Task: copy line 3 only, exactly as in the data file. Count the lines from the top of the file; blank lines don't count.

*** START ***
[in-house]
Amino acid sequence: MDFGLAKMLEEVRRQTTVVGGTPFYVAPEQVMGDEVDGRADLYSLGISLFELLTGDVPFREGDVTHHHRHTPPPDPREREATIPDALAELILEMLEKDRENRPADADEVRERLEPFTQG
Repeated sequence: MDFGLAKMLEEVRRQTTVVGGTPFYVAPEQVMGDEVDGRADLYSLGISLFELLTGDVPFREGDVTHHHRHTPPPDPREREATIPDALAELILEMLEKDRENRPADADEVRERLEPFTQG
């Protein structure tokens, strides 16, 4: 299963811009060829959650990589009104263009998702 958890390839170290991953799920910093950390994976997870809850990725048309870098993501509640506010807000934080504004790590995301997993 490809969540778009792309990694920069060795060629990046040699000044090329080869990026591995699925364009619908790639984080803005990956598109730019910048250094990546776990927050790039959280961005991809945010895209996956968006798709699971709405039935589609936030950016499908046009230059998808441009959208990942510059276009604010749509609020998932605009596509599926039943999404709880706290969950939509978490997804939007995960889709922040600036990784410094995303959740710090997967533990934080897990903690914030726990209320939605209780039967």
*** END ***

Repeated sequence: MDFGLAKMLEEVRRQTTVVGGTPFYVAPEQVMGDEVDGRADLYSLGISLFELLTGDVPFREGDVTHHHRHTPPPDPREREATIPDALAELILEMLEKDRENRPADADEVRERLEPFTQG